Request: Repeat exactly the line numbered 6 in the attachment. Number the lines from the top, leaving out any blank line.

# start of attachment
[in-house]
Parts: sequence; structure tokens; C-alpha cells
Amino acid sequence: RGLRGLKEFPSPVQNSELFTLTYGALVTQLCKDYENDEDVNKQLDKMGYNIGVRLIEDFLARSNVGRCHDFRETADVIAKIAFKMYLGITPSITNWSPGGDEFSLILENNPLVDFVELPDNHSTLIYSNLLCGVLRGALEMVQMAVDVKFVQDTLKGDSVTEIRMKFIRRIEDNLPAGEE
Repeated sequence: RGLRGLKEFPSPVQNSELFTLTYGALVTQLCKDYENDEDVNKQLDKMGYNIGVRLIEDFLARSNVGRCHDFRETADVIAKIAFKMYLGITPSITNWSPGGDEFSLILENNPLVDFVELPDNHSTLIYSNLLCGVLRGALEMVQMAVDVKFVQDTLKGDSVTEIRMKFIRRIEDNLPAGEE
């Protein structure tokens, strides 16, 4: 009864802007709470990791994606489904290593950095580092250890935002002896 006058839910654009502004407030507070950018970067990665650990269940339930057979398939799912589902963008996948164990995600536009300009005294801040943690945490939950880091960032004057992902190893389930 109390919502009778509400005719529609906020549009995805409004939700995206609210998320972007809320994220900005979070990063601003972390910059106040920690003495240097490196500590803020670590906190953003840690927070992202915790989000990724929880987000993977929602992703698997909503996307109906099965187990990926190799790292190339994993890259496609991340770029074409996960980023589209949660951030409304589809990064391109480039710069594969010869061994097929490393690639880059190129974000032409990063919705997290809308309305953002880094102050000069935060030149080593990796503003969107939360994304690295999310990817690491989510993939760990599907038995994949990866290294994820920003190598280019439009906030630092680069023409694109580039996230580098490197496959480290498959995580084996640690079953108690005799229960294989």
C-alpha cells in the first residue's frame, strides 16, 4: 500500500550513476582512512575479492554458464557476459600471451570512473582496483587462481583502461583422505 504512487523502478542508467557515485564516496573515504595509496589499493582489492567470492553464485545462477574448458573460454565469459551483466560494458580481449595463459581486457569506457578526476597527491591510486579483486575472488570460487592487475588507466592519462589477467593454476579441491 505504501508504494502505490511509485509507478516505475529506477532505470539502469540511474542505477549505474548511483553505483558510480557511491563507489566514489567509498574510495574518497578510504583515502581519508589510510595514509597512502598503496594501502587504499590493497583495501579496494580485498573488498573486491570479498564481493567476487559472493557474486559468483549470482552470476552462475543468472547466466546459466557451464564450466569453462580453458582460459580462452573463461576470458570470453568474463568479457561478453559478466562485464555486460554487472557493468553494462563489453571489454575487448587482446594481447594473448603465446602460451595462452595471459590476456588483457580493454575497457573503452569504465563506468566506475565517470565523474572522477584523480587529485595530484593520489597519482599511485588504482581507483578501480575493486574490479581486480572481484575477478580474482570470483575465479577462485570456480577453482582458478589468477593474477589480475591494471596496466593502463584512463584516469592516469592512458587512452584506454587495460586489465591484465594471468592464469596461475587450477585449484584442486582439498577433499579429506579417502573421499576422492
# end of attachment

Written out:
C-alpha cells in the first residue's frame, strides 16, 4: 500500500550513476582512512575479492554458464557476459600471451570512473582496483587462481583502461583422505 504512487523502478542508467557515485564516496573515504595509496589499493582489492567470492553464485545462477574448458573460454565469459551483466560494458580481449595463459581486457569506457578526476597527491591510486579483486575472488570460487592487475588507466592519462589477467593454476579441491 505504501508504494502505490511509485509507478516505475529506477532505470539502469540511474542505477549505474548511483553505483558510480557511491563507489566514489567509498574510495574518497578510504583515502581519508589510510595514509597512502598503496594501502587504499590493497583495501579496494580485498573488498573486491570479498564481493567476487559472493557474486559468483549470482552470476552462475543468472547466466546459466557451464564450466569453462580453458582460459580462452573463461576470458570470453568474463568479457561478453559478466562485464555486460554487472557493468553494462563489453571489454575487448587482446594481447594473448603465446602460451595462452595471459590476456588483457580493454575497457573503452569504465563506468566506475565517470565523474572522477584523480587529485595530484593520489597519482599511485588504482581507483578501480575493486574490479581486480572481484575477478580474482570470483575465479577462485570456480577453482582458478589468477593474477589480475591494471596496466593502463584512463584516469592516469592512458587512452584506454587495460586489465591484465594471468592464469596461475587450477585449484584442486582439498577433499579429506579417502573421499576422492